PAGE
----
The problem, of course, that driverless metro is expensive to build, and politically difficult to boot.  Current automatic train operations systems are designed for a protected right-of-way--which generally means grade-separation.   Allowing the public to cross the tracks seriously complicates things.  And the driverless control systems themselves are expensive to design and install.  An additional issue in many large cities, where the expense can be justified, is that transit unions are often sufficiently powerful to prevent driverless metros from being installed (labor is generally opposed to such systems, for obvious reasons)  A third issue is public skepticism of the control technology--after the 2009 accident on the Washington Metro red line, blamed on a failed train-detection sensor (since repaired), the automatic train operation system has remained turned off.  (The DC metro was never driverless, as operators were present on the train even when the ATO systems were enabled; but the switch to full-time manual operation has lowered system throughput).    Despite the stated advantages of the technology, there are at present less than two dozen fully driverless rail systems in operation worldwide.

Say what?

However, the benefits of driverless metro, once installed and operational, are generally considered to be axiomatic by transit activists.  Which is why I was astonished to find British Columbia transit activist "zweisystem", one of the contributors to the Rail for the Valley blog, make the following claim on a thread on the Transport Politic.

Jay, SkyTrain, being driverless doesn’t mean there is no one present on the metro system. Vancouver’s SkyTrain system has a large cadre of attendants who are on the train and at stations to maintain the integrity of the metro system. Added to this, we also have the SkyTrain police to counter increased crime on the metro system.
All driverless transit systems also maintain a Small army of electrical specialists, technicians and operators to keep the metro in operation. Unlike LRT, which has drivers, which can deal with small problems, on a driverless or automatic transit system, when a problem arises the metro stops until someone tell the computer it is safe to proceed. Sometimes this means an attendant must walk along the guide way to ensure there is no problem with the metro and is very time consuming.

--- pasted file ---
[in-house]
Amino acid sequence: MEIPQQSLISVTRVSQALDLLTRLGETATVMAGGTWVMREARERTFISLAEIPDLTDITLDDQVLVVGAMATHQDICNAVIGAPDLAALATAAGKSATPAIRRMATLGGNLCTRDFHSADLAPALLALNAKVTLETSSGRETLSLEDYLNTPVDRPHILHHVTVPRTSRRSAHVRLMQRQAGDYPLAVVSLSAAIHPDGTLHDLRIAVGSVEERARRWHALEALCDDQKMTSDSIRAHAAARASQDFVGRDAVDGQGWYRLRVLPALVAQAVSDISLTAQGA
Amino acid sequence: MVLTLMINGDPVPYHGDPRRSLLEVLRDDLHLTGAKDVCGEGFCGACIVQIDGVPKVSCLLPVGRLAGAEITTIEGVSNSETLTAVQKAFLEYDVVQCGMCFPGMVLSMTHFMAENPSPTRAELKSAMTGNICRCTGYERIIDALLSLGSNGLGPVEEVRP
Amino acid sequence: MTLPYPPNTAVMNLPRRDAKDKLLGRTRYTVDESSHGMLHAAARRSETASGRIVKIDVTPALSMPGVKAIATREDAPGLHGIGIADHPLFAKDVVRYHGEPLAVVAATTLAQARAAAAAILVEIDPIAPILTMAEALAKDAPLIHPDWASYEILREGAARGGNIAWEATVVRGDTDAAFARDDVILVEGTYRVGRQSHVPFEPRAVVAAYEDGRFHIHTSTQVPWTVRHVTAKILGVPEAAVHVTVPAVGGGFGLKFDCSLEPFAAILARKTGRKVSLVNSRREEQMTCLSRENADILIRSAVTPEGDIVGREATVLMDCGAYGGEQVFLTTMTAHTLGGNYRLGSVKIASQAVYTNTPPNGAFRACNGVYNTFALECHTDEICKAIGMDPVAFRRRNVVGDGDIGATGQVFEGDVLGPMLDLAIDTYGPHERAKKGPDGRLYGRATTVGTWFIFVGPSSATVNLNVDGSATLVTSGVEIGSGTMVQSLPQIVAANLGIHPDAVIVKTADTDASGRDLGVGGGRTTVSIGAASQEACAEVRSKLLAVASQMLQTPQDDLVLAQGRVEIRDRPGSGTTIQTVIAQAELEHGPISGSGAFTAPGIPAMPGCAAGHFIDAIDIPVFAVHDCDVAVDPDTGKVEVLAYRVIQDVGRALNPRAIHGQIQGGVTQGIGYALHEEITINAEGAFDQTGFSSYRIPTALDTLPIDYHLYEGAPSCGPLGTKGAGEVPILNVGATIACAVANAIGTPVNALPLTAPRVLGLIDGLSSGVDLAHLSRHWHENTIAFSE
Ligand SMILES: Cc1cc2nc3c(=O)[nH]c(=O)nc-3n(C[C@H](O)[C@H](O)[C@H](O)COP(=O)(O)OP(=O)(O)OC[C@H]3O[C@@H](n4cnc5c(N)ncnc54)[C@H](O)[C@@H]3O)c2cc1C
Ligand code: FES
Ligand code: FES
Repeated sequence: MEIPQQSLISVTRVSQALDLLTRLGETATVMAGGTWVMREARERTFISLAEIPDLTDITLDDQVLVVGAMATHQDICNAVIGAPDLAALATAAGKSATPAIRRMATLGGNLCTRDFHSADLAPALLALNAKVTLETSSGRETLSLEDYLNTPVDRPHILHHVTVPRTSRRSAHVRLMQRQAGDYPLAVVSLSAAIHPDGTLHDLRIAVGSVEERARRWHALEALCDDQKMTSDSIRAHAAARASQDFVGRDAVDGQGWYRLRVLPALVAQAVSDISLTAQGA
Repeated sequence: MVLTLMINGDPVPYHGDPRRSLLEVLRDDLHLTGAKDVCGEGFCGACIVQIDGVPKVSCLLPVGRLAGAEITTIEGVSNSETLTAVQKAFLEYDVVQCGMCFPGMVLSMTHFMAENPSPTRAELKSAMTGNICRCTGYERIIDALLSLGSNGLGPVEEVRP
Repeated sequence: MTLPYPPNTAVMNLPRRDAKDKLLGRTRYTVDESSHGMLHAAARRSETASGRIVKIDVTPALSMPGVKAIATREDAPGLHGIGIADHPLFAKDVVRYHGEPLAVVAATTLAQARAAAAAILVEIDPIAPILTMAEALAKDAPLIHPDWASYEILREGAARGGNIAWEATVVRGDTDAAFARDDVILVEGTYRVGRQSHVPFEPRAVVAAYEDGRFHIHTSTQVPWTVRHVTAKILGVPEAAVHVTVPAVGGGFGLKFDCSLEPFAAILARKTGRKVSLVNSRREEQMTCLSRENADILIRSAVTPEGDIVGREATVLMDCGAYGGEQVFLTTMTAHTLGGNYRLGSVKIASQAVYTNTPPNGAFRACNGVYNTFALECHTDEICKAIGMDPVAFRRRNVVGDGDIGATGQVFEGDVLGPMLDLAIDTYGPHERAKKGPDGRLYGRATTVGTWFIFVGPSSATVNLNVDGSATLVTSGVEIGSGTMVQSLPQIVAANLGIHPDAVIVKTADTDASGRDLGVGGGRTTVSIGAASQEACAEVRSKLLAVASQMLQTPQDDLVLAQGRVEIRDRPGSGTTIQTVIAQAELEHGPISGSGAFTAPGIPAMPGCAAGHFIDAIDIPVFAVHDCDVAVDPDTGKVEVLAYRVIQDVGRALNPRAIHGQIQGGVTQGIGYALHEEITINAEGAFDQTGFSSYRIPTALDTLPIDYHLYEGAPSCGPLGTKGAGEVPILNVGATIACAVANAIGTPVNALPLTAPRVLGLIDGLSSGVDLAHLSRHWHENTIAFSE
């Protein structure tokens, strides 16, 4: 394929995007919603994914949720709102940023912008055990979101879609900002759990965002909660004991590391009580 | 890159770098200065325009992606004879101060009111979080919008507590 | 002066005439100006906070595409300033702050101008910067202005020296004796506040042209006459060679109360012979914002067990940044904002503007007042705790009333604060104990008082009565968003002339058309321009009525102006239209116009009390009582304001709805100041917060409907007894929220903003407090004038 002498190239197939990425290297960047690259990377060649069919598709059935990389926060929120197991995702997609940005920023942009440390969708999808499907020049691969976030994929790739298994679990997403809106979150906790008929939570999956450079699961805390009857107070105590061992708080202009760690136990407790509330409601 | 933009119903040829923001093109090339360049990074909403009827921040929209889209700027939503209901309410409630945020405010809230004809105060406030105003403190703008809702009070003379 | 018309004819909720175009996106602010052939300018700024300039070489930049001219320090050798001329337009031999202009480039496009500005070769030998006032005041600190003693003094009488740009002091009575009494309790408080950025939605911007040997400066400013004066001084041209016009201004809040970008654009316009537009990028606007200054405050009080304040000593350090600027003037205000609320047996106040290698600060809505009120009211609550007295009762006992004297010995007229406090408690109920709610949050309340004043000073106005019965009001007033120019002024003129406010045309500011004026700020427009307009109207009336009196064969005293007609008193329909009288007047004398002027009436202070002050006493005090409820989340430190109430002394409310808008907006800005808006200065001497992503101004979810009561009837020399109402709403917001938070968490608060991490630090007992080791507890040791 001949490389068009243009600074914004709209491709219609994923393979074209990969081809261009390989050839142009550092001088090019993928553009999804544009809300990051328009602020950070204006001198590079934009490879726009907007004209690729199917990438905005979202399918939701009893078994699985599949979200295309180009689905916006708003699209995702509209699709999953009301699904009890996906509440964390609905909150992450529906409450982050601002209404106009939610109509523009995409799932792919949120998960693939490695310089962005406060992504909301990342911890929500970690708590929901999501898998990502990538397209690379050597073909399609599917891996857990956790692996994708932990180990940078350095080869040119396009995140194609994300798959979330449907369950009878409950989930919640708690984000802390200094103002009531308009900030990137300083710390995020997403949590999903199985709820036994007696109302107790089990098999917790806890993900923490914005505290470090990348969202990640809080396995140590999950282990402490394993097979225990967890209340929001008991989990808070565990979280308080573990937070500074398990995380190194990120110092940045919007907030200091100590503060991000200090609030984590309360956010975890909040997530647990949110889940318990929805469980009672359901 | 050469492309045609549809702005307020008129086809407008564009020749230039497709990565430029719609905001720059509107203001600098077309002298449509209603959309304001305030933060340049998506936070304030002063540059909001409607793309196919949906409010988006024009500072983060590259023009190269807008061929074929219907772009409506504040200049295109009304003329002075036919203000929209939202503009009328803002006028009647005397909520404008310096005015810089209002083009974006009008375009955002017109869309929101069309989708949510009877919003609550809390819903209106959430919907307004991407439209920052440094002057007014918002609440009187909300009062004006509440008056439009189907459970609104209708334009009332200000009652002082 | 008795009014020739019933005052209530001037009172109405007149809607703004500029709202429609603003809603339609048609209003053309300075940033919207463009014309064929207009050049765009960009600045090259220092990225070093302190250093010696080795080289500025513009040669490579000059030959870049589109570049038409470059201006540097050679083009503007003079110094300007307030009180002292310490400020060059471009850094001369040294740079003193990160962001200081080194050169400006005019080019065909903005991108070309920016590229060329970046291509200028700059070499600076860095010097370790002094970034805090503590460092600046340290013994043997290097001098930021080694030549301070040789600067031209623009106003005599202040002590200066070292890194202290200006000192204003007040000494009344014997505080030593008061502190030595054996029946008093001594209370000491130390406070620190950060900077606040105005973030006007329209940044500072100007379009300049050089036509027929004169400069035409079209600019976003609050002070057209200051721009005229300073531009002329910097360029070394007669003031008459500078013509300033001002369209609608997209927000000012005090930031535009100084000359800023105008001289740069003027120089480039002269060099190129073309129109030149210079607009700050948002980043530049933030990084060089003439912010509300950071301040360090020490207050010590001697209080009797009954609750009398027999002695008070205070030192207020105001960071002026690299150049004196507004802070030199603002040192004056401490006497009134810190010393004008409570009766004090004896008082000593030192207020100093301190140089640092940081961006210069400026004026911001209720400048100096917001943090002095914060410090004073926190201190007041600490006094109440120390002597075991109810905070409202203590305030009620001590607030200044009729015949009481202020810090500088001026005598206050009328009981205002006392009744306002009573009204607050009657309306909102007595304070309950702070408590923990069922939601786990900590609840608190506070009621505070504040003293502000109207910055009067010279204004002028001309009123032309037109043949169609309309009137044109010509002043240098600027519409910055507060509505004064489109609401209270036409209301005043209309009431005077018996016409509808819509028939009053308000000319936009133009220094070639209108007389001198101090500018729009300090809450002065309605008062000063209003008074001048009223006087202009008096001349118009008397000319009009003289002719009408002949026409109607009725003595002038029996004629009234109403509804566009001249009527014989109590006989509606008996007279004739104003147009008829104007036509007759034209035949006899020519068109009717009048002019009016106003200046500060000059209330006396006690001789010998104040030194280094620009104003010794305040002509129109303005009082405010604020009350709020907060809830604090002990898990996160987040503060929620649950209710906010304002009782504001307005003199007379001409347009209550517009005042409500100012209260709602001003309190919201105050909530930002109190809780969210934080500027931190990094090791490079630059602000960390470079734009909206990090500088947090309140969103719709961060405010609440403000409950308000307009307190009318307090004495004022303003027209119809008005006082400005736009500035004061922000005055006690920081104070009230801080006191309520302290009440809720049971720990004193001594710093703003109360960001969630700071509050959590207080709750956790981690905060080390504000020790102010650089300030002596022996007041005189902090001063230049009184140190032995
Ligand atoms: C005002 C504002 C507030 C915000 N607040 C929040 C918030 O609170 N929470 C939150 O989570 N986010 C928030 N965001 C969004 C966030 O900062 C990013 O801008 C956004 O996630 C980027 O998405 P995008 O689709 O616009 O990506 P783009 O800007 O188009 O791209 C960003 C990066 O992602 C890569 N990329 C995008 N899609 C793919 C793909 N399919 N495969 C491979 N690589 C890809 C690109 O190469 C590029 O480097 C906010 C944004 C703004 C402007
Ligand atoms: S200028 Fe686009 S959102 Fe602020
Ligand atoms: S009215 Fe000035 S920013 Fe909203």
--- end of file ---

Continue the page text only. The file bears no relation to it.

SkyTrain has more employees (and higher operating costs) than LRT systems and what was once the flavour of the month in the 1980′s, is now reserved for the most heavily used metro lines in the world, where there are cost benefits with automatic operation.
Those who keep on proposing automatic metros for minor transit lines, really don’t know what they are talking about.

The thread was about Seattle's Link system, a light-rail system which is fully grade-separated (but not driverless).   Zwei seems to be making two separate claims here:
  1. The overhead of maintaining a driverless system cancels out any cost reduction from not having to pay drivers, except at very large scales (which the SkyTrain system allegedly doesn't meet)
  2. The lack of drivers makes such systems (or at least SkyTrain in particular) less reliable, as many contingencies that could be handled by an on-board operator instead require a more difficult manual intervention, resulting in greater disruption of service.